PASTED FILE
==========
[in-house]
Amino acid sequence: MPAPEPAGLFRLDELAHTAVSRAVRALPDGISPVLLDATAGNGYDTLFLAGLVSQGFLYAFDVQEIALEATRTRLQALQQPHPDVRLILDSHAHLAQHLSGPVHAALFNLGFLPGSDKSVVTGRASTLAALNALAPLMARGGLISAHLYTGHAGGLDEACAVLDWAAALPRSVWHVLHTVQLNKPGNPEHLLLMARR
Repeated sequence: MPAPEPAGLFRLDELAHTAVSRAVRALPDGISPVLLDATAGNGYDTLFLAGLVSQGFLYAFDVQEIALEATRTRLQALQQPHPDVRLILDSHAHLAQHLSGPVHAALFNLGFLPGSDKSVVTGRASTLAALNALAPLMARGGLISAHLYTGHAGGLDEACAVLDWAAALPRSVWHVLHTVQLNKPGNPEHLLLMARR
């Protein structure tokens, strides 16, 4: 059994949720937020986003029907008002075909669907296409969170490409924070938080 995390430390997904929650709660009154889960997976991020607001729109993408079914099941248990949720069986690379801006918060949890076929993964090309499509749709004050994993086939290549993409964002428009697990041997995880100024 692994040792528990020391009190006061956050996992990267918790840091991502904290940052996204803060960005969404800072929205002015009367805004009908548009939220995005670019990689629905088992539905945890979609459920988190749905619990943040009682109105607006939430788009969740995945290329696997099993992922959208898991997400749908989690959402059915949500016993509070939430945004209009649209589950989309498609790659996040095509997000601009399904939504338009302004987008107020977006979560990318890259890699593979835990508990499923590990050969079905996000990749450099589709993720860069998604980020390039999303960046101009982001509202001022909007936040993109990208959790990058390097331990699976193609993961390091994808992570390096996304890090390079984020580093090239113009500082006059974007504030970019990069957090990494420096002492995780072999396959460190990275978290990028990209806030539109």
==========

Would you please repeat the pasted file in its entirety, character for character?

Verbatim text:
[in-house]
Amino acid sequence: MPAPEPAGLFRLDELAHTAVSRAVRALPDGISPVLLDATAGNGYDTLFLAGLVSQGFLYAFDVQEIALEATRTRLQALQQPHPDVRLILDSHAHLAQHLSGPVHAALFNLGFLPGSDKSVVTGRASTLAALNALAPLMARGGLISAHLYTGHAGGLDEACAVLDWAAALPRSVWHVLHTVQLNKPGNPEHLLLMARR
Repeated sequence: MPAPEPAGLFRLDELAHTAVSRAVRALPDGISPVLLDATAGNGYDTLFLAGLVSQGFLYAFDVQEIALEATRTRLQALQQPHPDVRLILDSHAHLAQHLSGPVHAALFNLGFLPGSDKSVVTGRASTLAALNALAPLMARGGLISAHLYTGHAGGLDEACAVLDWAAALPRSVWHVLHTVQLNKPGNPEHLLLMARR
């Protein structure tokens, strides 16, 4: 059994949720937020986003029907008002075909669907296409969170490409924070938080 995390430390997904929650709660009154889960997976991020607001729109993408079914099941248990949720069986690379801006918060949890076929993964090309499509749709004050994993086939290549993409964002428009697990041997995880100024 692994040792528990020391009190006061956050996992990267918790840091991502904290940052996204803060960005969404800072929205002015009367805004009908548009939220995005670019990689629905088992539905945890979609459920988190749905619990943040009682109105607006939430788009969740995945290329696997099993992922959208898991997400749908989690959402059915949500016993509070939430945004209009649209589950989309498609790659996040095509997000601009399904939504338009302004987008107020977006979560990318890259890699593979835990508990499923590990050969079905996000990749450099589709993720860069998604980020390039999303960046101009982001509202001022909007936040993109990208959790990058390097331990699976193609993961390091994808992570390096996304890090390079984020580093090239113009500082006059974007504030970019990069957090990494420096002492995780072999396959460190990275978290990028990209806030539109």